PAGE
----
Omega 3 content, more than halved in farmed salmon

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In the last fifteen years, the content of marine omega 3 fatty acids has been more than halved in farmed salmon. Much less, but still enough omega 3 in one serving to cover our daily needs according to PhD fellow Amalie Moxness Reksten. She has participated in a study done by the Institute of Marine Research I Norway.

Source: https://www.hi.no/hi/nyheter/2021/november/fortsatt-mye-omega-3-og-vitamin-d-i-oppdrettslaks

The study looked at how the content of the most important nutrients in farmed salmon has developed in the last fifteen years.

Over the last fifteen years, farmed salmon have gone from being feed with mainly marine ingredients, to more vegetable ingredients such as soy, rapeseed, wheat, corn, and sunflower. Not natural food for a fish.

– We saw the largest reduction in omega-3 from 2005 to 2011, while in recent years the levels have been relatively stable, she says.

On the other hand, the content of vitamin D has remained stable over time, while the content of vitamin B12 has increased slightly. The amount of iodine has dropped further.

– Fatty fish contains little iodine, and this is confirmed by our study. In fact, the content of iodine has decreased slightly over time, and the farmed salmon has thus gone from containing little to containing even less iodine, Reksten says.

Farmed or wild caught?

The salmon industry in Norway is booming, and Norwegian salmon exported NOK 16.7 billion in the first quarter. Nevertheless, there is cause for concern about the quality of the fish. The content of fish oil in salmon feed has decreased from 100 to 30 percent in 15 years, which means that the content of omega 3 in salmon has been halved.

Wild salmon is caught in natural environments such as oceans, rivers, and lakes. Wild fish eat organisms found in their natural environment and seems to have higher amounts of omega 3, and natural minerals, including calcium and iron. While the wild salmon often contains more minerals, farmed salmon can be higher in omega 6 fatty acids, due to the vegetable feed. 

Dioxins add an element of uncertainty

Although farmed salmon should still be considered healthy from a nutritional standpoint, it’s also an important source of substances that we don’t necessarily want to consume, like dioxins. https://pubmed.ncbi.nlm.nih.gov/16251623/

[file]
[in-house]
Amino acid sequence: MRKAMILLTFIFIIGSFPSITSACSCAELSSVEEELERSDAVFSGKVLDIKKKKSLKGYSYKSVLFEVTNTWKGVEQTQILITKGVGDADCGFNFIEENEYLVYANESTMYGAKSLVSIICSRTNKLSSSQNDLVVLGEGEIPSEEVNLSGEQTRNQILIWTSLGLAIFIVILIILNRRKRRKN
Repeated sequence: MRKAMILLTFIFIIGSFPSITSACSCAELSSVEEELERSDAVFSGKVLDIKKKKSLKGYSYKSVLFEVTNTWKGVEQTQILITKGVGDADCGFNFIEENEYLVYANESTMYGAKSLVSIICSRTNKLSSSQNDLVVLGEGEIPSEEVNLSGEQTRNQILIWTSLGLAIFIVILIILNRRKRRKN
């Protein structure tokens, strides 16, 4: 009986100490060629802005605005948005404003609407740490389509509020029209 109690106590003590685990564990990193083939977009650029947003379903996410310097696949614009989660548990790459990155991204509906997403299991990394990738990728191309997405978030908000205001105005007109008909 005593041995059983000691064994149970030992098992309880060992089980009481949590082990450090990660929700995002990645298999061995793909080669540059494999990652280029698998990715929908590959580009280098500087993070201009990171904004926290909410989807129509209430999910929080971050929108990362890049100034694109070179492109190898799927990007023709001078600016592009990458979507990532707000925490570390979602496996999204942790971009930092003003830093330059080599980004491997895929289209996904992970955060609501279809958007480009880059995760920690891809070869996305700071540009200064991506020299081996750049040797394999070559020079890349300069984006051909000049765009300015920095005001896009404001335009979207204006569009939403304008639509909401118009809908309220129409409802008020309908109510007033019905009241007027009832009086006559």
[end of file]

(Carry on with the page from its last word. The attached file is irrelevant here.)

These are environmental pollutants that accumulate in the body. Consuming foods that contain dioxins over the long term can lead to a weakened immune system, reduced fertility, changes in hormonal balance and more. 

Farmed salmon may contain more contaminants than wild salmon, but stricter rules on feed ingredients could be closing the gap. And while both types of salmon may contain contaminants, the health benefits of eating salmon probably outweigh the risks.

Antibiotics in farmed salmon

Due to the high density of fish in aquaculture, farmed fish are generally more susceptible than wild fish to infections and disease. To counter this problem, antibiotics are frequently added to fish feed. https://www.ncbi.nlm.nih.gov/pmc/articles/PMC6133359/ 

Antibiotic use is not only an environmental problem but also a health concern for consumer ingesting traces of antibiotics over the long term, that may cause drug resistance, a hypersensitivity to antibiotics, and even the disruption of gut flora. 

Fortunately, many of the world’s largest producers of salmon, such as Norway and Canada, are considered to have effective regulatory frameworks. 

 

Written by: Anna Ingwardo, Bachelor of Nutritional Physiology.

Since 2008, she has worked as a nutritionist at Dr. Fedon Lindberg’s clinic in Oslo. Anna is particularly interested in functional medical principles and has immersed herself in the treatment of digestive-related imbalances and ailments, food hypersensitivity and leaky gut. She has also expertise in the treatment of other lifestyle-related conditions such as obesity / overweight, insulin resistance / diabetes and other hormone-related imbalances in the body. Anna is the co-author of 3 books dealing with obesity.

www.annaingwardo.no/

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